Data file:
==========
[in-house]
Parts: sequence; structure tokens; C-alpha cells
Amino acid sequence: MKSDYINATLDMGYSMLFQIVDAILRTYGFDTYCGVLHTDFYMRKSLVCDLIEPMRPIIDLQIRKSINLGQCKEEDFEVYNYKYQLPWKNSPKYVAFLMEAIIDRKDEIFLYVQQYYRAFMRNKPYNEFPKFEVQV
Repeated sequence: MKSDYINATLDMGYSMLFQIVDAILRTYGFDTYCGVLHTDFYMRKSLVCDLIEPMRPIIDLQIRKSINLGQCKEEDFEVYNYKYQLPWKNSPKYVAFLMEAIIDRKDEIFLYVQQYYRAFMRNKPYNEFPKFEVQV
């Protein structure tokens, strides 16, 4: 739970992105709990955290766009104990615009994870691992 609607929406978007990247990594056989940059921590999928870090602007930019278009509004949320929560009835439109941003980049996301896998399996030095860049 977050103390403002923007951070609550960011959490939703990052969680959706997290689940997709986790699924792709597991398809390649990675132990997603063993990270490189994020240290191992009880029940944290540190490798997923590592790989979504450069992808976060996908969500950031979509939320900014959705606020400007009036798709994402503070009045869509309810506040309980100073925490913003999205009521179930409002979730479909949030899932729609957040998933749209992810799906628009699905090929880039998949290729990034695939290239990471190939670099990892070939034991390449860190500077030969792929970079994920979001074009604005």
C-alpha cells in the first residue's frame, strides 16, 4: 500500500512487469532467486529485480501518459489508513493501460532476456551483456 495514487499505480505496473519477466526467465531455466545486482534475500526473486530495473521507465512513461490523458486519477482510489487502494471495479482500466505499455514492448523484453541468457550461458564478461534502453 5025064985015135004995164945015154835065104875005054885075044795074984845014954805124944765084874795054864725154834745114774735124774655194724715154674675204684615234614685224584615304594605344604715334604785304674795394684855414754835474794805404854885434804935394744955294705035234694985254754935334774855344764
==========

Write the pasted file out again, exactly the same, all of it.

[in-house]
Parts: sequence; structure tokens; C-alpha cells
Amino acid sequence: MKSDYINATLDMGYSMLFQIVDAILRTYGFDTYCGVLHTDFYMRKSLVCDLIEPMRPIIDLQIRKSINLGQCKEEDFEVYNYKYQLPWKNSPKYVAFLMEAIIDRKDEIFLYVQQYYRAFMRNKPYNEFPKFEVQV
Repeated sequence: MKSDYINATLDMGYSMLFQIVDAILRTYGFDTYCGVLHTDFYMRKSLVCDLIEPMRPIIDLQIRKSINLGQCKEEDFEVYNYKYQLPWKNSPKYVAFLMEAIIDRKDEIFLYVQQYYRAFMRNKPYNEFPKFEVQV
């Protein structure tokens, strides 16, 4: 739970992105709990955290766009104990615009994870691992 609607929406978007990247990594056989940059921590999928870090602007930019278009509004949320929560009835439109941003980049996301896998399996030095860049 977050103390403002923007951070609550960011959490939703990052969680959706997290689940997709986790699924792709597991398809390649990675132990997603063993990270490189994020240290191992009880029940944290540190490798997923590592790989979504450069992808976060996908969500950031979509939320900014959705606020400007009036798709994402503070009045869509309810506040309980100073925490913003999205009521179930409002979730479909949030899932729609957040998933749209992810799906628009699905090929880039998949290729990034695939290239990471190939670099990892070939034991390449860190500077030969792929970079994920979001074009604005």
C-alpha cells in the first residue's frame, strides 16, 4: 500500500512487469532467486529485480501518459489508513493501460532476456551483456 495514487499505480505496473519477466526467465531455466545486482534475500526473486530495473521507465512513461490523458486519477482510489487502494471495479482500466505499455514492448523484453541468457550461458564478461534502453 5025064985015135004995164945015154835065104875005054885075044795074984845014954805124944765084874795054864725154834745114774735124774655194724715154674675204684615234614685224584615304594605344604715334604785304674795394684855414754835474794805404854885434804935394744955294705035234694985254754935334774855344764